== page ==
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Historical Culture

By the term “historical culture” we refer to the diverse ways in which a society relates itself to the past. If culture is the way in which a society interprets, transmits and transforms reality, historical culture is the specific and particular way in which a society relates itself to its past. When we study historical culture, we investigate the social production of historical experience and its objective manifestation in a community’s life. This production is usually carried out by different social agents, often at one and the same time, by means of different media.

The term appeared at first in 1980, in the book of the French historian Bernard Guennée Histoire et Culture Historique dans l’ Occident Medieval (History and Historical Culture during the medieval period in Occident), in which the author attempts to illuminate the work of the medieval chroniclers connecting it with the wider mentality of the period. From the ‘90s and onward the term brought together a number of scholarly and intellectual pursuits, such as the study of memory, the making and unmaking of personal and collective identities, cultural and historical canons, historiography and representations, the wider field of intellectual history, studies of history education and public history, and (post)colonial histories. At the site www.culturahistorica.es several articles on the topic (mostly in English and in Spanish) can be found, giving an overview of the variety of intellectual searches related with the concept.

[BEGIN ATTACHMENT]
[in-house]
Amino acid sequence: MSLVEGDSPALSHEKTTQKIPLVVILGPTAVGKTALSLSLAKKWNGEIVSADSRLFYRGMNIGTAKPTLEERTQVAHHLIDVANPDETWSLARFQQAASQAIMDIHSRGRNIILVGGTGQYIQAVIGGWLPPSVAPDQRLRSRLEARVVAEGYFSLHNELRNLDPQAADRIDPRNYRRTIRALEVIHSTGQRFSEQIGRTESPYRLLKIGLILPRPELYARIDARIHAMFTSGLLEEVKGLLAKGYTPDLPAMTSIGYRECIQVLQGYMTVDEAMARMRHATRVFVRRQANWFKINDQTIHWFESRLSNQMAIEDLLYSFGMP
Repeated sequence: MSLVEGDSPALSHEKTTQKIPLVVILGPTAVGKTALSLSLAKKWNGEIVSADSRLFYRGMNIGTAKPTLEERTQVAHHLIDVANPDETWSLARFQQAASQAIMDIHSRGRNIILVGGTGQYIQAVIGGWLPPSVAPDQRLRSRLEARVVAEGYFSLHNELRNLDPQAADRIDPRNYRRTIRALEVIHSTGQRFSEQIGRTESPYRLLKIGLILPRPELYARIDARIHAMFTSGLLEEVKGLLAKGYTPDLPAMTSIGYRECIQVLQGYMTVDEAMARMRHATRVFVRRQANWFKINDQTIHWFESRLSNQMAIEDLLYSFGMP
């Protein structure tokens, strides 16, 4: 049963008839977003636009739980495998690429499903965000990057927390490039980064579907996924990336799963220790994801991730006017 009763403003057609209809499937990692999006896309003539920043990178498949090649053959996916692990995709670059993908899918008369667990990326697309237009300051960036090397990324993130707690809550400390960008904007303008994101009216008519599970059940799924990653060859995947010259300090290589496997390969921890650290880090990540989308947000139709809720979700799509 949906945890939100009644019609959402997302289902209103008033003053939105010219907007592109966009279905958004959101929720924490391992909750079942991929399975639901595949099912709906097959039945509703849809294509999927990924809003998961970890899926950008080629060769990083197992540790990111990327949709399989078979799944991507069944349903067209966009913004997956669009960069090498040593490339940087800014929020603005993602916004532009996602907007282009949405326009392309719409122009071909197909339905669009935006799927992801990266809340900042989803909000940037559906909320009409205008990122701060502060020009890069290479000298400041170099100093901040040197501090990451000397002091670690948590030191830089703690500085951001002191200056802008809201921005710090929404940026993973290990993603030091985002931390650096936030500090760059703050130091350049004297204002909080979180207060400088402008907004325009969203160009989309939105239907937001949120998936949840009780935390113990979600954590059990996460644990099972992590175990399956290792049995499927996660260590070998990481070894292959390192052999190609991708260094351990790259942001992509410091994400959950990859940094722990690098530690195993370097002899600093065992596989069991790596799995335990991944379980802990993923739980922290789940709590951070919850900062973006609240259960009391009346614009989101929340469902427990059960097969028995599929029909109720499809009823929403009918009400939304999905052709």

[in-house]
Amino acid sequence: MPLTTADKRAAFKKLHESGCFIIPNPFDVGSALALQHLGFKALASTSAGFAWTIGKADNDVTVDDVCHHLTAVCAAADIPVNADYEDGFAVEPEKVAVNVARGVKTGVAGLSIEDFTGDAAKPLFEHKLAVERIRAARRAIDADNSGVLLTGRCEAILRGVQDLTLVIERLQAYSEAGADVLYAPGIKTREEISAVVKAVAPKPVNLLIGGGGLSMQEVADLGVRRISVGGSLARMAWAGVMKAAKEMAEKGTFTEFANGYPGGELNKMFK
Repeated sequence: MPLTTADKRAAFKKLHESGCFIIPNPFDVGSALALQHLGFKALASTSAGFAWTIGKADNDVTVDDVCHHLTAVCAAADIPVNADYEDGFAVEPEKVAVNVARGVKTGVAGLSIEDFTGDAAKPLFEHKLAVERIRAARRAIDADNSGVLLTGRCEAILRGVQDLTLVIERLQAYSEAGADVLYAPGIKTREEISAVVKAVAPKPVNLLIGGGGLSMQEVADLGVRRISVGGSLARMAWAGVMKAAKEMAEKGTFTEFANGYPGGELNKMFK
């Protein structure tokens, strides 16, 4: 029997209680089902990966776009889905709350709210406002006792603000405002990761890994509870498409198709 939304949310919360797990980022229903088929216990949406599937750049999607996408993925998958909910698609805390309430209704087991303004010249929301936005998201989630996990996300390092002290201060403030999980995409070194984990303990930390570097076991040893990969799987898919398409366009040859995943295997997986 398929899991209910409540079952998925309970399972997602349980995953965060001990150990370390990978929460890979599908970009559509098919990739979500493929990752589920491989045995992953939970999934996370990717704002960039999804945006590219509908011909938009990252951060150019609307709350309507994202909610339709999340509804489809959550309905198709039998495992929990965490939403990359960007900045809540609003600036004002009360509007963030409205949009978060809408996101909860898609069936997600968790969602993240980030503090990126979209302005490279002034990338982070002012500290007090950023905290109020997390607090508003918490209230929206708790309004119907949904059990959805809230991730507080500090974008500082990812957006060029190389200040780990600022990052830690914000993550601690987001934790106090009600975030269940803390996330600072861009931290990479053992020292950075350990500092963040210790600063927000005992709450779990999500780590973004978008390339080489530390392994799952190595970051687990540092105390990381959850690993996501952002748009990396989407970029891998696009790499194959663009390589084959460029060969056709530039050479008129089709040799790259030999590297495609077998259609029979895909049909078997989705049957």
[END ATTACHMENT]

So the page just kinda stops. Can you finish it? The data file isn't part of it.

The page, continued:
Going through a brief overview of the literature in the field, we could say that the concept of historical culture has been utilized for two different, although interconnected, purposes. On the one hand, it has proved to be a valuable tool in the study of historiography. Putting the question of the cultural premises of the production of a specific historical work in the centre of research, enables us to historicize the process of writing history, connecting it with broader concepts which dominate the discourse of specific periods.

On the other hand, historical culture has proved to be a very fertile field for cultural history as well. In this case, the relations of a society with the past (usually its own past) is treated as a case study allowing us to examine from a new perspective central questions pertaining to the period as a whole (see, for instance, The Culture of History: English Uses of the Past 1800-1953, by Billie Melman). In this case, the concept of historical culture is relevant to the targets of memory studies.

Initiativkolleg "Europäische historische Diktatur - und Transformationsforschung"
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